Don’t Delay, Make The Most of Today
Rosh HaShanah 5781
By Rabbi Alana Wasserman
Shanah tovah! In the Mishnah in Avot (3:1), we are taught, “Who is rich? The one who rejoices in their portion.” Sometimes, however, it can be difficult to “rejoice in our portion.” For example, a few weeks into the pandemic lockdown, a friend of mine posted something on social media that really struck me. Her birthday was coming up, and instead of being happy, she was lamenting. She was upset because last year was a milestone birthday, and she had delayed the celebration to this year. Of course, due to the pandemic and lockdown, she was, again, forced to postpone. I felt sad for my friend, but at the same time, I wondered why she postponed celebrating last year in the first place, and would she try to find a different way to celebrate this year, instead of postponing again.
Obviously, during this unusual time of the COVID-19 pandemic, many of us have had to defer some celebrations. We’ve had to postpone, or even cancel plans, just like my friend. Within our own congregation, our 2 B’not Mitzvah have had to reschedule their services and celebrations. However, here’s the thing: life and joy have not been cancelled. How we celebrate has had to change due to the pandemic, but why we celebrate has not. Therefore, we don’t have to put off everything entirely. For example, instead of parties, and in-person gatherings to celebrate things like birthdays, we now have car parades, giant lawn signs, and Zoom celebrations. I’ve even seen graduation drive-thru ceremonies. Today is Rosh Hashanah. In Hebrew we say, Hayom harat ha’olam, which means, “Today is the birthday of the world!” Yes, this “birthday” service isn’t what we had envisioned originally, but here we are, sharing this virtual space, celebrating the New Year together. My daughter Dara’s birthday was less than one week after we were placed in lockdown. Instead of bemoaning the fact that we were not going to the bowling alley with her friends, we bought a decorate-your-own cake kit from a local bakery, and spent quality family time decorating and eating the cake together. We FaceTimed with extended family to further the celebration. It wasn’t what we originally had in mind for Dara’s birthday, but it was still joyful. Jessie Lieberman still had a lovely Bat Mitzvah service and celebration outside just last week. It wasn’t what she and Debbie had originally planned, but it was still a beautiful and joyous experience. And, Hailey Andersen, I know your Bat Mitzvah will be as well.
When preparing for today, I read an opinion piece on the Jewish Telegraphic Agency website called, “I got married during the pandemic – and my wedding was perfect,” by Devorah Schacter. Mrs. Schacter and her now-husband decided not to postpone their wedding, but instead, change how they were going to celebrate. They knew that they would not be able to have a big wedding, and they were fine with that. Mrs. Schacter said, “A positive mindset is one of the most powerful tools we have… While I understood that our wedding would not be ‘normal,’ the essence of what we were trying to achieve on this monumental occasion would be exactly the same… My wedding, bereft of all frills and embellishments, was not a compromise – it was a gift… In this way, in the weeks leading up to the wedding, we were able to focus on what we were about to embark upon and what exactly this next stage of life meant to us… I could view my wedding as a chance being taken from me – I choose to see it as an opportunity I was given.” Mrs. Schacter has taken to heart the meaning of the Mishnah, by “rejoicing in her portion,” and celebrating where she can.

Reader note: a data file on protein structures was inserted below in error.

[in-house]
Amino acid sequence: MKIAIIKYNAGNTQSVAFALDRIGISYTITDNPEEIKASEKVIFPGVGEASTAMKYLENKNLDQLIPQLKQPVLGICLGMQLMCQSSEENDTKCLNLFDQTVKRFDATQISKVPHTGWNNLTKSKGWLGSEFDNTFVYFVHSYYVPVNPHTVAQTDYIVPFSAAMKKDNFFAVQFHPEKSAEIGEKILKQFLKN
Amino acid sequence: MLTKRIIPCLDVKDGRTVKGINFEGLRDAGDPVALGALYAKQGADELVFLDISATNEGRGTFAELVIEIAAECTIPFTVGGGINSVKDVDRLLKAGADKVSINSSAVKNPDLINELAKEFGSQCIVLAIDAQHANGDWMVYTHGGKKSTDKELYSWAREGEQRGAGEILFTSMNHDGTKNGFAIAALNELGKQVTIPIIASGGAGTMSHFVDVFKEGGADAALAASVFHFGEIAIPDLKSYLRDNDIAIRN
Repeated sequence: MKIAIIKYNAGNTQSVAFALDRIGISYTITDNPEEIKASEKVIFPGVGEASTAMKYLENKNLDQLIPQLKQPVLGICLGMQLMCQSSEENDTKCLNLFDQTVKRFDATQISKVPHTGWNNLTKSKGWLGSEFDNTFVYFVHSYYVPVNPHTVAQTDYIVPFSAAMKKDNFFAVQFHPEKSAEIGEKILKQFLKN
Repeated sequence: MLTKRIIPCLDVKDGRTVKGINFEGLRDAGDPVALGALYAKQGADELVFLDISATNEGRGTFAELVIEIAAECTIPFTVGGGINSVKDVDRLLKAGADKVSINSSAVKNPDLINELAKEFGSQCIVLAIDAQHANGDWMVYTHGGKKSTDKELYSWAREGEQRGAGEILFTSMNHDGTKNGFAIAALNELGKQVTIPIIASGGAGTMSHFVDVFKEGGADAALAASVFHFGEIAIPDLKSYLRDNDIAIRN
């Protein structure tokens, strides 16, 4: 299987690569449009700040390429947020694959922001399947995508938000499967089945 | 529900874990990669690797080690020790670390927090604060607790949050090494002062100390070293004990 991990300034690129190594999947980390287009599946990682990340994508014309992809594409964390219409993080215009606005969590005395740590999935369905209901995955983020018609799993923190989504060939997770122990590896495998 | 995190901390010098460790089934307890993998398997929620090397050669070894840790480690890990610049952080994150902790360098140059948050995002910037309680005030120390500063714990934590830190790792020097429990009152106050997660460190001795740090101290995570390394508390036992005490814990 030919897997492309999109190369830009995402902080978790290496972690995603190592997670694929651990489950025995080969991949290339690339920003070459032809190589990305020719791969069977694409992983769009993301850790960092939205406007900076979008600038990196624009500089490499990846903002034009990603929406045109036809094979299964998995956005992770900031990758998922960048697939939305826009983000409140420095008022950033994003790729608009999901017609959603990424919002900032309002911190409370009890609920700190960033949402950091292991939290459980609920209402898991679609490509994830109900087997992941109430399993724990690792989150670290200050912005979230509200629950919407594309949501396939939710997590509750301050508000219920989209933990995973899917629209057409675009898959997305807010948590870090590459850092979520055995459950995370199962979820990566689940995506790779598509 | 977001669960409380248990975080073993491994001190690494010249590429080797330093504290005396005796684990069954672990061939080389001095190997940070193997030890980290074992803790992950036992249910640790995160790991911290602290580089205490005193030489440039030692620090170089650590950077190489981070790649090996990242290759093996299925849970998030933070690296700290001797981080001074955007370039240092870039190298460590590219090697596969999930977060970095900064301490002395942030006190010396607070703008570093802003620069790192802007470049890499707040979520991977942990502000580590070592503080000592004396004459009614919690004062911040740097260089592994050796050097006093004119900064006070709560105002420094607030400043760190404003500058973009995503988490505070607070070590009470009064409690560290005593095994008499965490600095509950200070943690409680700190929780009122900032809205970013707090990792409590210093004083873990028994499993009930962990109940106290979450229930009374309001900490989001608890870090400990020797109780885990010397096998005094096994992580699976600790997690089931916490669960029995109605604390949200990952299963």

The High Holy Days are a time to reflect on the year that has passed, and look ahead to the future. I’m not going to sugar-coat it: this past year has not been great. Between the pandemic, racism, anti-Semitism, wildfires, etc., this year could have been a lot better. In fact, I often see on Facebook, memes that say things like, “I’m not counting 2020 (towards my age), I didn’t use it.” However, we also know that time is precious, and I would hate to waste any of it, even under more trying circumstances. Therefore, we must remember the happy moments of the past year, and remember to make the most of the time we have, and enjoy it. Enjoying life is so important, that we are taught to do so in the Book of Ecclesiastes (8:15). It says, “I therefore praised enjoyment. For the only good a man can have under the sun is to eat and drink and enjoy himself.” While my friend (the one who was lamenting her birthday) did not celebrate the way she had envisioned, she shared that she did, in fact, have a happy birthday, complete with cake, presents, and family. On that day, she became “rich” because she decided to “rejoice in her portion.”
As many of you know, this summer, I took an online beginner’s Yiddish class with my mother. (See, that is something I wouldn’t have been able to do pre-pandemic!) When I told my mom what I was thinking of talking about today, she taught me a Yiddish phrase: “Metournisht faloighen a simcha. – Don’t lose (put off) joy/a celebration.” I think that may be one of the most important lessons I have learned so far in this pandemic.
As we look back on the year 5780/2020, let us try to focus on the joy we had. Let us remember those moments of laughter and love. Those are the moments that got us through this pandemic, through this period of hate and prejudice, and brought us closer together. Let us take those moments with us into 5781, and let’s pray for a healthier and more peaceful New Year. Shanah Tovah.